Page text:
10. The Grand Budapest Hotel
I have a real love/hate relationship with Wes Anderson. On one hand, I love that he has a very distinct style, but on the other, I sometimes hate that style. However when I saw Ralph Fiennes with his little 'tasche, Tilda Swinton with her old face and Bill Murray as Bill Murray, I instantly became interested. The sweary dialogue that seeped through before the release date and the wonderfully garish colours colliding all over the place also made me think this may be the Wes Anderson movie for me. And yet, I didn't see it. I should probably mention that I began watching it a few months back on DVD but fell asleep because I sometimes find it difficult to stay awake during films, which is a great skill to have when you're paid to review films.
GAYS! They're great aren't they? How fucking wonderful of them to support the miners' strike in 1984 when they had their own problems to deal with. To be honest, when this was released in September it looked just a tad corny and therefore not worth me paying £8 for at my local (or £5 if I'm in Peckham), but since then I've seen the error of my ways and realise I should've sought it out because not only is it getting showered with accolades (including BIFA's Best British Independent Film award), it apparently features Dominic West dancing energetically to disco. Why the fuck didn't they put that on the poster?
Depending on who you speak to, Lucy is either amazing or utter shit, but the fact it has polarised so many (while earning shitloads at the box office) is enough to entice me. Sure, this felt like a huge step back in ScarJo's career after the critically acclaimed Her (more on that later) and fucking creepy Under The Skin, but at least now she can storm into Kevin Feige's office and ask why the fuck Black Widow isn't getting her own film. I have a thing for mental films that make no bloody sense and this is supposed to be batshit crazy, so I'll be first in line when it's on Netflix and I have nothing better to do.
7. Dallas Buyers Club
Now dropping weight is a legitimate shortcut to getting attention and awards, I'm mighty bored by films featuring malnourished stars before I've even seen them. Especially when that weight loss and performance stands in the way of Leonardo DiCaprio getting an Oscar, but I'm still up for seeing skeletal McConaughey and sassy Jared Leto do stuff before the inevitable sad ending where they both die. They both die, right? I'm guessing they die.
It's genuinely terrifying to see Hollywood work their way through beloved toys, books and cartoons of our youth, and even though I don't give a monkeys about a Peruvian bear, the reaction to this film has stunned me. The weekend of the press screening I saw my Twitter feed explode with praise from the most miserable bastards and many genuinely proclaimed it one of the best films of the year. Critics and audiences love it, and it's one of those films so universally loved I feel like I've missed out on something.
I like food.
4. The Imitation Game
2014 is the year I finally got Benedict Cumberbatch. Sure, I fully appreciated his reading of R. Kelly's 'Genius' and his Chewbacca ain't bad, but I still didn't get the insane fandom surrounding Pamela Parry's son. But after blitzing through every episode of Sherlock, repeated viewings of this, and the fact he has Tom Hiddleston's phone number, I've grown rather fond of the man my mum calls 'Benadryl'. So why didn't I see his big movie of 2014? Maybe because it seems like a bit of a history lesson. Maybe because I'm incredibly picky when it comes to what I pay to see. Or maybe I had something better to do the weekend it came out, like sleep. Either way, I better watch this quickly if I want to get involved with the inevitable arguments during awards season. That's the best part!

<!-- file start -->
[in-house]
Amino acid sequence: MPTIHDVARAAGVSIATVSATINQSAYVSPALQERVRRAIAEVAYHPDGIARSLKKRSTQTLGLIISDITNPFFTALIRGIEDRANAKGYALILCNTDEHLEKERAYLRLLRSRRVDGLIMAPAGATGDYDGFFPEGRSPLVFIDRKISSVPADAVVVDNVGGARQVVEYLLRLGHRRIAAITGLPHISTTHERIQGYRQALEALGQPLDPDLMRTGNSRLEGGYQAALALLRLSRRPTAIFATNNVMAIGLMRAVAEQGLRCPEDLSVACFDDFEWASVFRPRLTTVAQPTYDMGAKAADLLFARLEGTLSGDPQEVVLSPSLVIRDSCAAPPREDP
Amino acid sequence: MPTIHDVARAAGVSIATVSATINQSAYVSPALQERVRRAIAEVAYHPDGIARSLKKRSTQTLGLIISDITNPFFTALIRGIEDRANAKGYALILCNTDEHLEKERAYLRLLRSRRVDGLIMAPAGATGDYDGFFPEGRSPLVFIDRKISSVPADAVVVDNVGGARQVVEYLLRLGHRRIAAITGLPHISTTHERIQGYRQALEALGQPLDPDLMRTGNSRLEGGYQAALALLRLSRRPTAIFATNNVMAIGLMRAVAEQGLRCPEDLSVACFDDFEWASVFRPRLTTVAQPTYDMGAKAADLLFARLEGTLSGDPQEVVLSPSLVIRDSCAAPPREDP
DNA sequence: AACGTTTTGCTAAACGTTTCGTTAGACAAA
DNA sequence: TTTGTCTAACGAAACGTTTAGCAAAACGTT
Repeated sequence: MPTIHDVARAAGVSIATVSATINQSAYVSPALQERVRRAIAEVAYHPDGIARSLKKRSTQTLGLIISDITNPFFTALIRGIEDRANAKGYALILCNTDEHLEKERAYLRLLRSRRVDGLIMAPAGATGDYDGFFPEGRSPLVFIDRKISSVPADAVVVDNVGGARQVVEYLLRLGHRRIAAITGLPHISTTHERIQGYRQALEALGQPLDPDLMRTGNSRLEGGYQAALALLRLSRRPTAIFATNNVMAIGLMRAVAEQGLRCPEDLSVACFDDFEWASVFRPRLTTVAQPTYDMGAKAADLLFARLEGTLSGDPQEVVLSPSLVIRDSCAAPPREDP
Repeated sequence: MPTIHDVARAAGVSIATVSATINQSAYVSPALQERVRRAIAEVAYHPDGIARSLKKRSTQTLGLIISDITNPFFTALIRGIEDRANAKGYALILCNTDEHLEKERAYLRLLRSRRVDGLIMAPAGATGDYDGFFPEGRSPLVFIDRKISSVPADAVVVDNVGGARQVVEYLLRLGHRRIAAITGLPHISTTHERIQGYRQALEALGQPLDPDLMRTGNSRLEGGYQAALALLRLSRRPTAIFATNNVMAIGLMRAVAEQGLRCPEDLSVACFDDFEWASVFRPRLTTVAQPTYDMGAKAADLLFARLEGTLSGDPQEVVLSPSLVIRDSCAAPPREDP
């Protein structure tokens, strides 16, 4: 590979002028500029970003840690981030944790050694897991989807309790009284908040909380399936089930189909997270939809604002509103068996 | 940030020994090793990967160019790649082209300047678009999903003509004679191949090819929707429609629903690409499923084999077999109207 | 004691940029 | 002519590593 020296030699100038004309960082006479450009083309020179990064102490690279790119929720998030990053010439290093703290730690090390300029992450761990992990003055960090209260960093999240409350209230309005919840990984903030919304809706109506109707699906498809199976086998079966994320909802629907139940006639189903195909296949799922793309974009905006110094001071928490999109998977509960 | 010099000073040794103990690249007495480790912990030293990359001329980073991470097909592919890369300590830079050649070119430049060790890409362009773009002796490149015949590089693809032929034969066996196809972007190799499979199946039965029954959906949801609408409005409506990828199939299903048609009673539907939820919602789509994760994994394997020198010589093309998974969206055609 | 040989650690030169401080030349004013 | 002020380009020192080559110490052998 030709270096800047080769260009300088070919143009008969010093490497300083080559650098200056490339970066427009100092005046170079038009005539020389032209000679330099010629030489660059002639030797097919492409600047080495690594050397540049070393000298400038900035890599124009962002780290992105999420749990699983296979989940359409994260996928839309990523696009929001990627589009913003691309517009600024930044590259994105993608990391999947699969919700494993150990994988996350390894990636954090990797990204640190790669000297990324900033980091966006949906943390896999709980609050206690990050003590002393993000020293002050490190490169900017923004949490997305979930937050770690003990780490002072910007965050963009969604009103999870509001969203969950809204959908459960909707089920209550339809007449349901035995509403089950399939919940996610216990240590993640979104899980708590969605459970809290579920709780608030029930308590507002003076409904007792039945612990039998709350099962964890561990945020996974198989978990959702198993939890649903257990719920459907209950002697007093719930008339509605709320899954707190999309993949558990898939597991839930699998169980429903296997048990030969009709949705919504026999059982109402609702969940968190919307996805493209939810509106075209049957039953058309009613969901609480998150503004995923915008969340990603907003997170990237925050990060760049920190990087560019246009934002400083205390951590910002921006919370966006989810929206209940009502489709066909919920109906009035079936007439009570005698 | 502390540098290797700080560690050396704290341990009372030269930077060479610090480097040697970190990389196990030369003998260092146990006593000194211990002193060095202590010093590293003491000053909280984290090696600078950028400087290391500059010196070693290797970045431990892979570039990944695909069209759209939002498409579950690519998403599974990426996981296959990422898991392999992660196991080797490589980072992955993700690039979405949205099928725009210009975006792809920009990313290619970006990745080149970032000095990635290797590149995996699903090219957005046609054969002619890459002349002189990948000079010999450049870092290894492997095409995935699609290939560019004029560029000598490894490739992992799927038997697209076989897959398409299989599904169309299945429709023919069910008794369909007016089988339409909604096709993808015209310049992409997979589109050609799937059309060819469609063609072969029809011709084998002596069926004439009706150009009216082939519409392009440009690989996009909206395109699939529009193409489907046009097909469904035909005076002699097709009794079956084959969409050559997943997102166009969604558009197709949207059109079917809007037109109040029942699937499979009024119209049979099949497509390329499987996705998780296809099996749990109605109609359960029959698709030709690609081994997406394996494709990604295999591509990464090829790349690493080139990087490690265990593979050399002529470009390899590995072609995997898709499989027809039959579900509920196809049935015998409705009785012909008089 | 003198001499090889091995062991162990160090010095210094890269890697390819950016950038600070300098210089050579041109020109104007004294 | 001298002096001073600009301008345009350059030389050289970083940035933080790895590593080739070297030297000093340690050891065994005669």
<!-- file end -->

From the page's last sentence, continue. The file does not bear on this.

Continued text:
I have yet to hear a bad word about this. And, y'know, moustaches.
Jake Gyllenhaal's career has been really interesting to watch. As I've grown up, I've seen him go from emo god to almost-Spidey via dodgy blockbusters and tragic romances, and he obviously needed to give his career a tune up after the disastrous year that was 2010. Enter Nightcrawler: annoyingly not a biopic of a blue mutant but a neo-noir about a Travis Bickle-like amateur crime journalist/weirdo. It's written by Dan Gilroy and stars Bill Paxton, so I can only hang my head in shame for not catching it at the cinema.
1. The Guest
I can't remember the last time I've been so eager to see a film. I saw posters for this all over buses and magazines but ignored them because who pays attention to posters on buses anyway? It only came to my attention once the deafening praise clogged my ears and friends began telling me that I would love it because it features everything I love in the world, including gorgeous topless men.
But as this is a pretty small film starring someone who drove into a tree in Downton Abbey (Feel free to add Dan Stevens to my list of favourite actors, right between Hiddles and McAvoy.) and made $285,845 across the pond, just as I began to start trawling London cinemas for it, it upped and disappeared like Dan's clothes. Luckily we live in a world where films are released on DVD and Blu-ray about ten minutes after leaving cinemas so I don't think it'll take me long to scratch this one of my must-watch list.
UPDATE: About four hours after writing this I relented and watched The Guest. It's utter and complete tosh and I still have no idea what it was actually about or how "David" turned himself into a terminator in a hot body, but it's so endearingly aware of how shite it is it's impossible not to love.